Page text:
Following, Elmi relocated to New York to work at Lutèce (which was under the command of none other than David Féau at the time). However, the restaurant quickly announced that it was closing, but he was subsequently able to move to Oceana (under Cornelius Gallagher) in 2003 and Union Pacific (under Rocco DiSpirito) in 2004; he also staged at Daniel during this period. Elmi returned to Philly in 2005 and landed a sous chef gig at Avram Hornik's Loie Bistro & Bar. However, after injuring himself in a snowboarding accident, he couldn't cook for half a year, and was instead made GM. From there, he reconnected with Georges Perrier and moved to Atlantic City to become exec sous at Mia at Caesars, a role that lasted until '06. The following year, he was back at Brasserie Perrier as Chef de Cuisine, and in November 2008, transitioned to Perrier's flagship Le Bec-Fin. After a stage at Guy Savoy in Paris, Elmi took control of the kitchen at Le Bec-Fin, and in 2011, became a partner in the business and launched Tryst, a casual spot at the restaurant's downstairs bar. He remained at Le Bec-Fin until its closure and change of ownership in March 2012, then opened Rittenhouse Tavern as Executive Chef, but left to do his own thing in the spring of 2013.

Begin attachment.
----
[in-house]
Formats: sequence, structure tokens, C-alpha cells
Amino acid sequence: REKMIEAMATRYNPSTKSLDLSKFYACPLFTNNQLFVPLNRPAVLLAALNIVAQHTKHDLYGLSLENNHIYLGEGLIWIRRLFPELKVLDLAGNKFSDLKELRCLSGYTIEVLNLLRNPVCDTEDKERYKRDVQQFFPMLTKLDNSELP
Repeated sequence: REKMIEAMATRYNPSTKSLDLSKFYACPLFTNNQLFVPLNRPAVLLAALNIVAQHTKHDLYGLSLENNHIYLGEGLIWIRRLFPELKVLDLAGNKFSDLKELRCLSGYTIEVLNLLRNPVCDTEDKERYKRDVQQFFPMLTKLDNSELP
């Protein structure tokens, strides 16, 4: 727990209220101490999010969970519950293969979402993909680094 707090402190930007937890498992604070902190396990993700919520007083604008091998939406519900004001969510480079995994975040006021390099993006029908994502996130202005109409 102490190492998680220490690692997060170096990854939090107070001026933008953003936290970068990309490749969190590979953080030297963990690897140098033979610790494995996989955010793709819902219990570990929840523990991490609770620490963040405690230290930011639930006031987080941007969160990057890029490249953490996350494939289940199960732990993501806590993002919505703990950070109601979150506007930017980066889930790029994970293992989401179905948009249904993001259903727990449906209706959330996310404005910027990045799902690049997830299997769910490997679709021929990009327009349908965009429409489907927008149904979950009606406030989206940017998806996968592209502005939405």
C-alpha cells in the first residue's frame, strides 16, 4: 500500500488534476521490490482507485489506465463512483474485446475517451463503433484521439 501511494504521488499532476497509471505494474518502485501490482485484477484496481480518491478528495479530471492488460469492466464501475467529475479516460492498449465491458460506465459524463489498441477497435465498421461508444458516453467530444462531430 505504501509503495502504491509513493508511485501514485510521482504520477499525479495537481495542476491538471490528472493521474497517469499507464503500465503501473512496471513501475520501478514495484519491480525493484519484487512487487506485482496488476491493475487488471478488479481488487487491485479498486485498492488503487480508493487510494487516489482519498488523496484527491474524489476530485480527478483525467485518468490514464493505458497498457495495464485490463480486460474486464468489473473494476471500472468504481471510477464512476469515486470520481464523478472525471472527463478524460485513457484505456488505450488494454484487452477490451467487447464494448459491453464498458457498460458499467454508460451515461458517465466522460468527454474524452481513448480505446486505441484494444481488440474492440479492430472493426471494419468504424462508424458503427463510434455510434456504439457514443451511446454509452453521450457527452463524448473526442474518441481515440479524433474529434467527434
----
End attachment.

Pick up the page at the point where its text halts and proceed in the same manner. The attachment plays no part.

He filmed for Top Chef: New Orleans from May to July that year, and in August, with partner Jonathan Cohen, took control of the building that would become Laurel and began renovations. The finale for Top Chef was shot that October, and the show premiered shortly thereafter, with Elmi eventually taking home the win, albeit controversially. Laurel, meanwhile, bowed on November 5th, and was busy pretty much right from the start. In 2014, it was awarded "Best New Restaurant" semifinalist status by James Beard, and in 2015, was named one of the "Best Restaurants in America" by GQ. That was soon followed by a "Best Chef: Mid-Atlantic" semifinalist nod by Beard, an honor repeated in 2017 and 2018. In August 2016, Elmi opened ITV (a.k.a. In the Valley), a neighborhood-y bar right next door to Laurel, while November 2017 saw the debut of Royal Boucherie, a brasserie concept in Old City done in partnership with David Frank and Stephen Simons. The Chef's first cookbook, Laurel: Modern American Flavors in Philadelphia, was published in September 2019.